Carney slams reporter, to hide another Obama deception

Neil Munro White House Correspondent
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ABC News’ Jon Karl highlighted another Obamacare deception Nov. 4, prompting White House spokesman Jay Carney to retaliate with mockery, mimicry and misdirection.

Carney is having a tough few weeks because he volunteered to defend President Barack Obama’s catastrophically mismanaged rollout of the Obamacare network.

On Monday, Karl cited White House memos released by House Republicans which indicate that Obama and his deputies are deceptively suggesting to Americans that they can enroll quickly in the Obamacare network via phone.

On Oct. 21, Obama went to the Rose Garden to urge Americans to get enrolled via phone.

“Yesterday, we updated the website’s home page to offer more information about the other avenues to enroll in affordable health care… you’ll find information about how to talk to a specialist who can help you apply over the phone or to receive a downloadable application you can fill out yourself and mail in,” he declared.

“You can talk to somebody directly and they can walk you through the application process… Once you get on the phone with a trained representative, it usually takes about 25 minutes for an individual to apply for coverage, about 45 minutes for a family,” he said.

But people can only register their applications via the phone.

The crippled website is blocking people from taking the next steps, which include gauging eligibility for subsidies, picking a defined-benefit plan offered by a company in their county, submitting an application for the plan, and receiving confirmation of acceptance into the plan.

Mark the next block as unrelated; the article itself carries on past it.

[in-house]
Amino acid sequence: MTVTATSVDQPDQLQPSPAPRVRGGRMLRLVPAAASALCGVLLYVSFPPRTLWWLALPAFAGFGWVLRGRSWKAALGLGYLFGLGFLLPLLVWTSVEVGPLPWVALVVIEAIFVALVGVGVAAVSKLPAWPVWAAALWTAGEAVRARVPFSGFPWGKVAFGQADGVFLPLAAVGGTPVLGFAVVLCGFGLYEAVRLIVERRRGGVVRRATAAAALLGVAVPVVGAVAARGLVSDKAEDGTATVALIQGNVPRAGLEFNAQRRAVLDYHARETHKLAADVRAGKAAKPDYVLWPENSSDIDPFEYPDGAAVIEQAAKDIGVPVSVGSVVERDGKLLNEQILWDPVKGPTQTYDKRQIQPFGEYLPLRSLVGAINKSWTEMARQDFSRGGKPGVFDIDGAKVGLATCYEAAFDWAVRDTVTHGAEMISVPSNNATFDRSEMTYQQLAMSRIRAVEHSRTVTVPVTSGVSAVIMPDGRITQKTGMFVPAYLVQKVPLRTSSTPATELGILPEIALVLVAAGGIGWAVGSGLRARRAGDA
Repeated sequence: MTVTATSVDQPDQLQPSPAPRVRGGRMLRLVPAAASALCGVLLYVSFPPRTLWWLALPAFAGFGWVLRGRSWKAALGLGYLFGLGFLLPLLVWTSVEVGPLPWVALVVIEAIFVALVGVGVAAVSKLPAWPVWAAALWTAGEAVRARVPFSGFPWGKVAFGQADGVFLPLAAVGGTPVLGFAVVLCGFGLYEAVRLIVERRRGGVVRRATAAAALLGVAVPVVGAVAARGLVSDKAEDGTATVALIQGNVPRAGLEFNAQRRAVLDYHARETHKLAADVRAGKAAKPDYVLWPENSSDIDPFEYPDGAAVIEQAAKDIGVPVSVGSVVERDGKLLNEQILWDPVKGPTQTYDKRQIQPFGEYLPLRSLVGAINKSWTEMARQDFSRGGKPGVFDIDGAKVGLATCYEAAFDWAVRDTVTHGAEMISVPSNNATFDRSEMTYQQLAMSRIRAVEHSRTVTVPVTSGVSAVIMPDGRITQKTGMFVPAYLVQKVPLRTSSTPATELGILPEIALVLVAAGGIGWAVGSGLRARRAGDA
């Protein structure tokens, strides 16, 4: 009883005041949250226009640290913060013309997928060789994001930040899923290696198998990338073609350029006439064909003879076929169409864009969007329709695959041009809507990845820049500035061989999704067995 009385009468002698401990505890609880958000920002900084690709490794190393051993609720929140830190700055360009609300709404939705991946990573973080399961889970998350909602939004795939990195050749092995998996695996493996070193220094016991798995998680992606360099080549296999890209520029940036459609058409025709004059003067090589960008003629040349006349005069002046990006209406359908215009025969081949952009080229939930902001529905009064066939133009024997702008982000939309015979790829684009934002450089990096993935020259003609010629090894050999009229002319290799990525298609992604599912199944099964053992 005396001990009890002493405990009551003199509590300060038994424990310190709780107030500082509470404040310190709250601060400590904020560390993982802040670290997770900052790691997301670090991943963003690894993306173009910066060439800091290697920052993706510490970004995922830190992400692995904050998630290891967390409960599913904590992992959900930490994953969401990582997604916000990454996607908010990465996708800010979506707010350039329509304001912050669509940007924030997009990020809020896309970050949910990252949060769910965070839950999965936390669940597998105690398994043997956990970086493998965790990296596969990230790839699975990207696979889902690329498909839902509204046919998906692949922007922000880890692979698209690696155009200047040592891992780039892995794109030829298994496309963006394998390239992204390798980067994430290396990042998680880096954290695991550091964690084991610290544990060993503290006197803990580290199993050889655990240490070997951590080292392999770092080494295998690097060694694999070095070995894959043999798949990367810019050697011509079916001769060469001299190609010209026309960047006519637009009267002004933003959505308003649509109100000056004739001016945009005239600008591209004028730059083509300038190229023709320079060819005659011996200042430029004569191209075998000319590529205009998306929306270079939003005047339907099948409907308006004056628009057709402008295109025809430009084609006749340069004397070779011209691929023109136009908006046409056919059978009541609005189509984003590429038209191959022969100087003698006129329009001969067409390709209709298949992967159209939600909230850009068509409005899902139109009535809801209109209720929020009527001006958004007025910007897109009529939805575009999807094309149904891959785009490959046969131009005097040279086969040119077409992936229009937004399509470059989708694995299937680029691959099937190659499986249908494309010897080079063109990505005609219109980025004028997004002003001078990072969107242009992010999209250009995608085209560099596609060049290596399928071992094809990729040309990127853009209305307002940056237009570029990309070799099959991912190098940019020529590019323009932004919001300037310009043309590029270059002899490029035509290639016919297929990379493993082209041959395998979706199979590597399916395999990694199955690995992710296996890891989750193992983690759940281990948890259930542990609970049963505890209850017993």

Obama downplayed the blockages during his Oct. 21 presentation, which also featured a woman who was showcased as a successful user of the website. In fact, the woman had bypassed the critical but crippled subsidy portion of the website.

To fend off Karl, Carney narrowed Obama’s “enroll” and “apply” term to describe only the touted “25-minute” registration process prior to applying for subsidies and insurance.

“The whole point was to alleviate the frustration that so many Americans were having online and to take that frustration away from them and allow a live person at a call-in center to handle their questions and their sign-ups and their enrollment for them,” he told Karl.

He also downplayed the subsequent stages of the long process, suggesting that the phone service was only meant to save the applicants time and trouble.

“The person who calls isn’t the one who continues to wait after the application is [registered or] filled, right?” he sneered at Karl.

Karl responded by quoting Carney’s words from a Oct. 21 press conference, which took place after the Rose Garden episode.

“There are ways to enroll through the toll-free number, in person, as well as by mail,” Carney said after the president spoke. “You can enroll over the phone, you can enroll in person,” he said.

The website “prominently features a pathway to allow you to enroll through call centers,” he said.

Carney ducked, dived and dodged Nov. 4. “What I said and what everybody said… [is that people] can get on the phone and call and the paperwork is filled out for them and the process is taken over from there,” he insisted.

“I think everybody else here understands what I’m saying,” Carney said. “I’m sorry I can’t say the same for you.”

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Neil Munro